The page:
I have spent much of my adult life budgeting for bills, mortgage payments and haven’t spent a lot of money on fashion or girly things. Most of our money goes on our children, domestic holidays, restaurants or triathlon related getup. I am quite the stinge when it comes to spending money on myself. This may have arisen from watching my Mum manage her finances as the “Supreme Queen Saver”. It may also have stemmed from never having a large disposable income at my peril. So I chose to make do with what I can, recycle things, wear second hand clothes, fill my house with secondhand furnishings which I affectionately think of as my “shamtiques”. But there is something about a cancer diagnosis that makes you stop and say, “You know what? Who cares? Time to live a little and clear those cobwebs off that purse!”
In the immediate days post diagnosis, we went shopping and I made some spontaneous and unnecessary purchases. Cancer immediately placed me in a frame of mind of reckless financial abandon. I was running around in a bit of denial about who might be left to pay the visa bill if I died. Perhaps I was trying to medicate with something new and snazzy even though I have never in the past fallen into the trap of the shopping high. I think it was more about the fact that this terrible thing had happened to me so I deserved to drop the usual rules of deprivation and sacrifice for something new. No point depriving myself anymore as I might only have 5 years left. Lol. Irrational thoughts relating to mortality come frequently post diagnosis.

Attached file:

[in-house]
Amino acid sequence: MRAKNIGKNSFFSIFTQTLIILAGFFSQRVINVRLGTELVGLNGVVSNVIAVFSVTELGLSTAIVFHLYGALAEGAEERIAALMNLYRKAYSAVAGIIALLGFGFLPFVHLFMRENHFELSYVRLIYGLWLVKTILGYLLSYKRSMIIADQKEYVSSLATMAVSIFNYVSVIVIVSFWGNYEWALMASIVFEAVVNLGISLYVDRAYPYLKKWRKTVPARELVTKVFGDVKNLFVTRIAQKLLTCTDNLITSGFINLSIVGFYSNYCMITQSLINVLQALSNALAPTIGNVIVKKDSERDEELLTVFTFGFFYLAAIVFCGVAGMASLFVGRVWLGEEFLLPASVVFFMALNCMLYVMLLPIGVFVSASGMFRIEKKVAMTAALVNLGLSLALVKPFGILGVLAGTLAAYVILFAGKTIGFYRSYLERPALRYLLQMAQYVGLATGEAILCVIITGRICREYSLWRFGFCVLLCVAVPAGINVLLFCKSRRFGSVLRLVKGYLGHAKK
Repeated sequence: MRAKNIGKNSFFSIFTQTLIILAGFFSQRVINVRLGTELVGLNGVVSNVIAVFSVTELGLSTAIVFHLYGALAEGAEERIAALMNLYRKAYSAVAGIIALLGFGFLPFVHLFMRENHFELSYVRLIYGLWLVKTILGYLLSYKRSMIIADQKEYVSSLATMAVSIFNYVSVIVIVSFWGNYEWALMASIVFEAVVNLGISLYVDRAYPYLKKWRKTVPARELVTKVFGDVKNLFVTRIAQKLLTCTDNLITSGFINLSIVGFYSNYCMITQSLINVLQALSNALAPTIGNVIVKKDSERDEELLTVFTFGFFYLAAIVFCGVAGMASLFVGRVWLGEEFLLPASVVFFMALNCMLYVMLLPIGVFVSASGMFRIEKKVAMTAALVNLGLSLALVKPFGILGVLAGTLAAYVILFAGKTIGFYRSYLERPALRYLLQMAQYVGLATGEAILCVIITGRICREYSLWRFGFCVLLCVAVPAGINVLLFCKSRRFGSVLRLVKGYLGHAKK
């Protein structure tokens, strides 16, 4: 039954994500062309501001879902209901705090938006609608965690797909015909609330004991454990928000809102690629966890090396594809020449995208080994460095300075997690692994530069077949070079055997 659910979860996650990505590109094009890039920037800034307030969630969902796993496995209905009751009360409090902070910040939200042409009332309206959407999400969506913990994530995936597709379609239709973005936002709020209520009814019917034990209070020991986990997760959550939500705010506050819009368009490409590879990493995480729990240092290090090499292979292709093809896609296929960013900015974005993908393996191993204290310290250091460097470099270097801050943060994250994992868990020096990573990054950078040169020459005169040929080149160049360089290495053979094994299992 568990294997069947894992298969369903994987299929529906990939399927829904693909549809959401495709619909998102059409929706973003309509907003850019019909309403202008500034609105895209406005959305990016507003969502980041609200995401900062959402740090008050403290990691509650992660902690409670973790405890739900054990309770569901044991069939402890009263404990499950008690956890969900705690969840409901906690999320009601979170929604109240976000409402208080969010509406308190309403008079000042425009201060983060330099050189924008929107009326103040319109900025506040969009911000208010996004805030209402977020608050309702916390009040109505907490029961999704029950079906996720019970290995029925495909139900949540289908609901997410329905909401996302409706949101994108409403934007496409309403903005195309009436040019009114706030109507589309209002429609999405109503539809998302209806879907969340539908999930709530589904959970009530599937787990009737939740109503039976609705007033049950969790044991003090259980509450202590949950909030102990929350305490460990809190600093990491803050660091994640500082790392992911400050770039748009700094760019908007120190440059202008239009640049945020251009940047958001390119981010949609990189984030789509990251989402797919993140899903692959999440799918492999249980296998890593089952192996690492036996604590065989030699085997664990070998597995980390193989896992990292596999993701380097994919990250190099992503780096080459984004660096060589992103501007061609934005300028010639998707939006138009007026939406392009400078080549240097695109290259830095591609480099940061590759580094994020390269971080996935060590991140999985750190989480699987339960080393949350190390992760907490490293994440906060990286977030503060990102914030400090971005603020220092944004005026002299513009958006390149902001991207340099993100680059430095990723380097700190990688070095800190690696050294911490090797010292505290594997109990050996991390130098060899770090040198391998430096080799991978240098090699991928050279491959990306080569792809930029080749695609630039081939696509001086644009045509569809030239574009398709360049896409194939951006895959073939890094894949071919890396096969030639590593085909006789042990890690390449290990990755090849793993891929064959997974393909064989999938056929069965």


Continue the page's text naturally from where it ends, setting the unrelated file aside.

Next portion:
There are some things you save money on when diagnosed with cancer. There is no point purchasing expensive shampoos and conditioners anymore. No point going to the hairdressers. Why start now? I’ve only ever been 7 times in 38 years anyway. No point buying expensive razors when I can’t shave both my armpits anymore. The other arm and legs might as well miss out from now on too! I can’t lift my useless arm high enough and with damaged nerves and the numb sensation, I could very easily hack a great hole in it and I wouldn’t feel it. And with no armpit lymph nodes anymore, a minor cut or scrape puts me at a greater risk for infection in the limb and lymphodema. So there is not a lot of point buying certain things.
But stools, stools are another thing. Every cancer patient needs a pair of funky (read ugly), eclectic (read uncoordinated) kitchen stools made from the finest rainforest timber from developing nations. I have been looking at stools for almost a year but had never found anything I liked enough to shell out hard earned cash for. All it took was one cancer diagnosis, one frivolous, self indulgent, self absorbed, pity purchase. From the shop to the boot of my car faster than you can say the words Visa debt!